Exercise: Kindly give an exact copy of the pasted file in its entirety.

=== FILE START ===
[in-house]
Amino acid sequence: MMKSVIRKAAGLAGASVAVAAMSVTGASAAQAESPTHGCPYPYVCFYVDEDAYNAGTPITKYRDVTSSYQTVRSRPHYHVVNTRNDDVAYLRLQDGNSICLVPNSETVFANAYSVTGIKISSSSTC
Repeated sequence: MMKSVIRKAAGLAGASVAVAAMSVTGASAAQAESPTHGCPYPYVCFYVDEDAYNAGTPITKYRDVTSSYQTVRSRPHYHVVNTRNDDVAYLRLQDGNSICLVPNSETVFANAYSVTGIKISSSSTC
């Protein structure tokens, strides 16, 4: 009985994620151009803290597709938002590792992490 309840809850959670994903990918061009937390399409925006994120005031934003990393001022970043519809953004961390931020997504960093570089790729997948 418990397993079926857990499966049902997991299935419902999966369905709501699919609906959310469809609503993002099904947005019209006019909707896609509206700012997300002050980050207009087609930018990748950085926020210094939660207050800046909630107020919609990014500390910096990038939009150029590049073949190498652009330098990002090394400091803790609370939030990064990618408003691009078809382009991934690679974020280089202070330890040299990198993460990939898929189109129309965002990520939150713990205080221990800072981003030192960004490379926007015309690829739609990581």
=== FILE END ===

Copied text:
[in-house]
Amino acid sequence: MMKSVIRKAAGLAGASVAVAAMSVTGASAAQAESPTHGCPYPYVCFYVDEDAYNAGTPITKYRDVTSSYQTVRSRPHYHVVNTRNDDVAYLRLQDGNSICLVPNSETVFANAYSVTGIKISSSSTC
Repeated sequence: MMKSVIRKAAGLAGASVAVAAMSVTGASAAQAESPTHGCPYPYVCFYVDEDAYNAGTPITKYRDVTSSYQTVRSRPHYHVVNTRNDDVAYLRLQDGNSICLVPNSETVFANAYSVTGIKISSSSTC
């Protein structure tokens, strides 16, 4: 009985994620151009803290597709938002590792992490 309840809850959670994903990918061009937390399409925006994120005031934003990393001022970043519809953004961390931020997504960093570089790729997948 418990397993079926857990499966049902997991299935419902999966369905709501699919609906959310469809609503993002099904947005019209006019909707896609509206700012997300002050980050207009087609930018990748950085926020210094939660207050800046909630107020919609990014500390910096990038939009150029590049073949190498652009330098990002090394400091803790609370939030990064990618408003691009078809382009991934690679974020280089202070330890040299990198993460990939898929189109129309965002990520939150713990205080221990800072981003030192960004490379926007015309690829739609990581």